Most appropriately, tonight is the Pride Game between the Swans and the Saints – a wonderful initiative that promotes inclusion. Seeing kids stroll the stands waving their rainbow flags gives hope. The LGBTQI community created this flag and to see children celebrating the importance of life (red), healing (orange), sunlight (yellow), nature (green), harmony/peace (blue), and spirit (purple) at the football is enlightening; that’s the kind of world I want my son to grow up in.

I forgot to express my gratitude to the great Phil Narkle earlier. A St Kilda champion who proudly adorned a bicycle helmet on the footy field, Narkle displayed terrific foresight and individuality in his imaginative headwear. Bravo. As our government keeps telling us, we need more innovation.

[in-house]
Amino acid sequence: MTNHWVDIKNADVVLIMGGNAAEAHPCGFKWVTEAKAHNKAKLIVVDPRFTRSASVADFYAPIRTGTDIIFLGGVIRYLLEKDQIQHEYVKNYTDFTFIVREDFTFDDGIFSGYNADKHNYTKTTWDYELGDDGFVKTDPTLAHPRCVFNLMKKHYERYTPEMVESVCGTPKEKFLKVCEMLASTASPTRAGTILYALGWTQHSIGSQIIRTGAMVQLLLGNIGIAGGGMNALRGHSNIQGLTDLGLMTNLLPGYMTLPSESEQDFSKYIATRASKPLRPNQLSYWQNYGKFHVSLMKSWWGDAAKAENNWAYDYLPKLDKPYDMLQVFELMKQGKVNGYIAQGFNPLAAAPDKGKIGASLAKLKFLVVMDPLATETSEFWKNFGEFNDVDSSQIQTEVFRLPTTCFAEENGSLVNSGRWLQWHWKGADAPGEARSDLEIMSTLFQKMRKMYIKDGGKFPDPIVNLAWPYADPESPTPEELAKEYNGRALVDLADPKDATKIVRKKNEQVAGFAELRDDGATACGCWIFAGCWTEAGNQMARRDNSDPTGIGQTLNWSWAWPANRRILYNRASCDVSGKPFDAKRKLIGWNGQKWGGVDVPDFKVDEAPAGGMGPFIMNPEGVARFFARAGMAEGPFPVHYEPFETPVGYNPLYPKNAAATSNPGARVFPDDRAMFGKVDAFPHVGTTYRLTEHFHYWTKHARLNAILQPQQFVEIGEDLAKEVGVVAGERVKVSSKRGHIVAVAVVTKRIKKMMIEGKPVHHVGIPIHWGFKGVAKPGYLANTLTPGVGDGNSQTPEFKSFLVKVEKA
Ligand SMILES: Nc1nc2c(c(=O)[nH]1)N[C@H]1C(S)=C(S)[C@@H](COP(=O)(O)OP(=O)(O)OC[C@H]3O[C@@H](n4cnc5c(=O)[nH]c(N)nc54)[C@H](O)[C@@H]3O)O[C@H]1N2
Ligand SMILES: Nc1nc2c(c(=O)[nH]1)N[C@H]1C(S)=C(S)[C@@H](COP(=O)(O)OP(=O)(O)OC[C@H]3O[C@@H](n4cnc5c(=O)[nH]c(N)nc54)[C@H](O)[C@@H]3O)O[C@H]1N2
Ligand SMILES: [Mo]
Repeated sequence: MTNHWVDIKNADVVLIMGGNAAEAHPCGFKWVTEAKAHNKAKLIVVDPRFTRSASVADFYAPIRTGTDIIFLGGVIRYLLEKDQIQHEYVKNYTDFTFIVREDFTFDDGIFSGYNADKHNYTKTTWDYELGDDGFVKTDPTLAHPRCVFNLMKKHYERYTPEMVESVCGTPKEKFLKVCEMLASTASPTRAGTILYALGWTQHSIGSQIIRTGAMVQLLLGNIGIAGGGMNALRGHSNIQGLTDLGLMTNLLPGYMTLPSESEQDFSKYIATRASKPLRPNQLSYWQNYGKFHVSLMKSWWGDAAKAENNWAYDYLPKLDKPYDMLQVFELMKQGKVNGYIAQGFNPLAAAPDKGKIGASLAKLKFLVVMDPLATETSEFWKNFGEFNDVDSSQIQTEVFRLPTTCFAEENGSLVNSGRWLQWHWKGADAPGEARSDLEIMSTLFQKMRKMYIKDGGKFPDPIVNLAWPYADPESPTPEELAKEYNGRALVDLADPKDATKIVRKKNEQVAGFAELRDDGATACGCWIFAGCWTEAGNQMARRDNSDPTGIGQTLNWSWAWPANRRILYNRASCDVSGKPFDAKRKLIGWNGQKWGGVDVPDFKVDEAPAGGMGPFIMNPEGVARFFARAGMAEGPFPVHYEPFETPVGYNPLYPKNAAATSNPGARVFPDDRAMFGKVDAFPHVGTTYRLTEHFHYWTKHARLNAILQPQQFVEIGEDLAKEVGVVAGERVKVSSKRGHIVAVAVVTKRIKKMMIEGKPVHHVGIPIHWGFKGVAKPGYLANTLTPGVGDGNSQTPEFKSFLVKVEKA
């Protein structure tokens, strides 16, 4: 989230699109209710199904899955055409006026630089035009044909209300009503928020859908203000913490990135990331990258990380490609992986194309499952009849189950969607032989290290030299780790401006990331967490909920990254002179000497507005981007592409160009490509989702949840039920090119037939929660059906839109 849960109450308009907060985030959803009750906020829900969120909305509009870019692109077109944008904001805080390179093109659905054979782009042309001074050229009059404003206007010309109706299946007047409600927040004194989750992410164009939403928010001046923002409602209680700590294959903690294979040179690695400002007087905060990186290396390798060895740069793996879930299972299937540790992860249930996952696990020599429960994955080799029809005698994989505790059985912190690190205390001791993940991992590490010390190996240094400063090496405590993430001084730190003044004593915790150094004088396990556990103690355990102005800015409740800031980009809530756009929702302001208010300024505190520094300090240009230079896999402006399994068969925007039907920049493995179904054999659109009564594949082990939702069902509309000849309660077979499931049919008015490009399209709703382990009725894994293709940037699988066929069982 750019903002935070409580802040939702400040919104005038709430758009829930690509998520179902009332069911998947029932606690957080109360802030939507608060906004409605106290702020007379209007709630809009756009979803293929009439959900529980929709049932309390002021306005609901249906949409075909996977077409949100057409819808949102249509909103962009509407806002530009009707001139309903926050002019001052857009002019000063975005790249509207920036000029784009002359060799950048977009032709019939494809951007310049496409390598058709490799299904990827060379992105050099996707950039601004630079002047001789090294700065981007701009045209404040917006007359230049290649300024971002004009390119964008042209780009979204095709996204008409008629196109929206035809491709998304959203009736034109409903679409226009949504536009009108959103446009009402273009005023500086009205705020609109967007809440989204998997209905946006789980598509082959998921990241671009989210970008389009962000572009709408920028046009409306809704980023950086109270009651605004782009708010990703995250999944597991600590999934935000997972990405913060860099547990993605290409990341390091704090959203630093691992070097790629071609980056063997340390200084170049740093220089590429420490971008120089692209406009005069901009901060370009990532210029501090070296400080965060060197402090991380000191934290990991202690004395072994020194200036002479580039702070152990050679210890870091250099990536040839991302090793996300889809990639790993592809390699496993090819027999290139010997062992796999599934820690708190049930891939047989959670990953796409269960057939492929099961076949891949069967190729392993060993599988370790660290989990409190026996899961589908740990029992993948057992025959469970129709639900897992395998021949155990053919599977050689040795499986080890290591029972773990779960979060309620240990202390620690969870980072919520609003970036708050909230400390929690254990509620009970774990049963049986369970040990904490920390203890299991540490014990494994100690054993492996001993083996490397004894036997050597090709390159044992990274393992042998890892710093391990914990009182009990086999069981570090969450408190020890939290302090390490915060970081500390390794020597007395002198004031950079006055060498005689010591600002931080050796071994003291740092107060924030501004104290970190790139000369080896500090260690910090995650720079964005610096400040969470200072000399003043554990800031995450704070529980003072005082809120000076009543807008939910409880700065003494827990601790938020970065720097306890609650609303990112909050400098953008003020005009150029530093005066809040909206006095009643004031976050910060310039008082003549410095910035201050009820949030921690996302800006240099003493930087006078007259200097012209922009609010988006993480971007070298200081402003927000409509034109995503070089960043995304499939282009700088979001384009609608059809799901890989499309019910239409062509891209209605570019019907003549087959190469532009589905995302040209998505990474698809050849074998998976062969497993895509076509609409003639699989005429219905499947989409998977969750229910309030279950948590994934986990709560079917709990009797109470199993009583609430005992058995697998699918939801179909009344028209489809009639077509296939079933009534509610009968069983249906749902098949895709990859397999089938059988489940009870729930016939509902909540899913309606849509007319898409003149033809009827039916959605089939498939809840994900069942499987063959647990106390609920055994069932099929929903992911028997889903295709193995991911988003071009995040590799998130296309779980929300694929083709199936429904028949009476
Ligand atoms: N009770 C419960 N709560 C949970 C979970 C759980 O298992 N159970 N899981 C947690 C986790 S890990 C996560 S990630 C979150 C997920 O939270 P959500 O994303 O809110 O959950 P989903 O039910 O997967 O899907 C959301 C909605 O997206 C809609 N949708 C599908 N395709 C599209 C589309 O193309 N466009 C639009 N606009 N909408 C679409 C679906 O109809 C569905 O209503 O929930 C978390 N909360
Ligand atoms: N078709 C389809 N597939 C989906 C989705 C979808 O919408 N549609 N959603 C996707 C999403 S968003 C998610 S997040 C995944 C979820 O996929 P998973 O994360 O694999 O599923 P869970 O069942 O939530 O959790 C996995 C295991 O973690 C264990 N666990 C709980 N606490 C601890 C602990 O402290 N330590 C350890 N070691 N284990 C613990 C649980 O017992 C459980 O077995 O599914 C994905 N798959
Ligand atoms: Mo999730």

If the true meaning of gratitude is to give reconnaissance, then these Swans could write a thesis on the topic. Often criticised for a defensive mindset, we burst out the blocks with flamboyance and flair. Much like I did at my Year 6 eisteddfod, charming the capacity audience as Snow White (I’ve heard the Orange Civic Theatre have not seen anything of its kind since). It’s not the flair that impresses most tonight though - reconnaissance lives in these boys. Their game is bound by selflessness.

From the first minute, when Ollie Florent ran defensively to leap and thwart a bigger opponent, to when Benny Ronke sacrificed his own shot on goal to find another in a better position, to every time that George Hewett kept Jack Steven from finding the footy, these Bloods thanked each other for their work. From the outset, the mindset was clear – recognise and reward.

Gratitude update: a big thank you to the great Sam Backo, who taught me the impact of using profanities. While Sam did it on national television after a Rugby League State of Origin battle, I chose to use them more discreetly. Mostly.